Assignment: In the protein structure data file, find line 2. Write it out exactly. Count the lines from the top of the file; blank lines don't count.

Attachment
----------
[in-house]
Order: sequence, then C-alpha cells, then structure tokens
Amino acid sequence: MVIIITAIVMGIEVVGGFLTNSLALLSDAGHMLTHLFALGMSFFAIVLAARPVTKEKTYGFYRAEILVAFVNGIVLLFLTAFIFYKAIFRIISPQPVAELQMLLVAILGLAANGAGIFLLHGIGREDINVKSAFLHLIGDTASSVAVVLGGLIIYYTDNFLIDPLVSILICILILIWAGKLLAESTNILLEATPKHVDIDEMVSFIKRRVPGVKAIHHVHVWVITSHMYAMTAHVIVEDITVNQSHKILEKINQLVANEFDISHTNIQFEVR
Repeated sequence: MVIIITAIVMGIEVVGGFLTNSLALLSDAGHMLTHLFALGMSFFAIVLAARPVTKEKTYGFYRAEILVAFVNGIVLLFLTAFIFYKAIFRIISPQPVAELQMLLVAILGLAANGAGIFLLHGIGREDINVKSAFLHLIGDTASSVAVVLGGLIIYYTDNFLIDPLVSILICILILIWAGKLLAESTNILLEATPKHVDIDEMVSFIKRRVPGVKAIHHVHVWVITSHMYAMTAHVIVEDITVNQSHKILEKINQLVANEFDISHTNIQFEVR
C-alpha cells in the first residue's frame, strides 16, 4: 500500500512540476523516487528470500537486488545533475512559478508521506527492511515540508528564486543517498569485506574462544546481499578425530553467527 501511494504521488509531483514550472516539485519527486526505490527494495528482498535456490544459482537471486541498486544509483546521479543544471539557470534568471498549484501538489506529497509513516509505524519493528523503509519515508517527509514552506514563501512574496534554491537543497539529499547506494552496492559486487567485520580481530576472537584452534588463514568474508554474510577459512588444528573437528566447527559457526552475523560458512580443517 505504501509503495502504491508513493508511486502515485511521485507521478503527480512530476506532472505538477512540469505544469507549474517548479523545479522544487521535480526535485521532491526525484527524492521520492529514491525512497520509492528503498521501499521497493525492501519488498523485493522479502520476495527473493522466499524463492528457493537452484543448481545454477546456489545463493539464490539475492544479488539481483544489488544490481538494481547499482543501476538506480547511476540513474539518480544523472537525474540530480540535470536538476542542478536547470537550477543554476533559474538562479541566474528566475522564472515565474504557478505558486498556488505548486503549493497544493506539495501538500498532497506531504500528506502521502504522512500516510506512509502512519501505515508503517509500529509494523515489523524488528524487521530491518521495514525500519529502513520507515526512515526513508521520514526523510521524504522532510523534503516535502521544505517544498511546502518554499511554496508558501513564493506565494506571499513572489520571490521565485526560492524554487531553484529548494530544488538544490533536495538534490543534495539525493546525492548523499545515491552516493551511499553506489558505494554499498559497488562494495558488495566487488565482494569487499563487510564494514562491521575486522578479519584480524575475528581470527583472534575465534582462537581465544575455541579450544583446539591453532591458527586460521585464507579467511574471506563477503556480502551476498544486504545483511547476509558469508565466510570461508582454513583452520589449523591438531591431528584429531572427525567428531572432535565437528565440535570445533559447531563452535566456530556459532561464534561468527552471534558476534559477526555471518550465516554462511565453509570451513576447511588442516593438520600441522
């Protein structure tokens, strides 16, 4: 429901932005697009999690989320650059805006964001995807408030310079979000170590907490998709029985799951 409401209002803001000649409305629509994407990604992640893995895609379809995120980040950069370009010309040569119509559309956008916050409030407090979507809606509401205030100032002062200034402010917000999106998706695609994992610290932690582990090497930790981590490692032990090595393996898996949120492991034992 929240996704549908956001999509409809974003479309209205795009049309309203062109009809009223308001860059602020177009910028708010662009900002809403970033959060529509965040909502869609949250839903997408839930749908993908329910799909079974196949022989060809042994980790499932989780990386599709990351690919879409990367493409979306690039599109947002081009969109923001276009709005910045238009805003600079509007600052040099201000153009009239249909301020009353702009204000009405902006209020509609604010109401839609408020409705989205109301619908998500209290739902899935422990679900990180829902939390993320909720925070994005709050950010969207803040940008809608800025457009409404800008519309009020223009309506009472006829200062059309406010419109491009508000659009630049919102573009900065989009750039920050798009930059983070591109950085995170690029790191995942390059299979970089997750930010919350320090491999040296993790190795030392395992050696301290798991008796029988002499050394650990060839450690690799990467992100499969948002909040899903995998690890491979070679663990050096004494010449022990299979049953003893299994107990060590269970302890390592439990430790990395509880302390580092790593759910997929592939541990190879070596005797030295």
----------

Order: sequence, then C-alpha cells, then structure tokens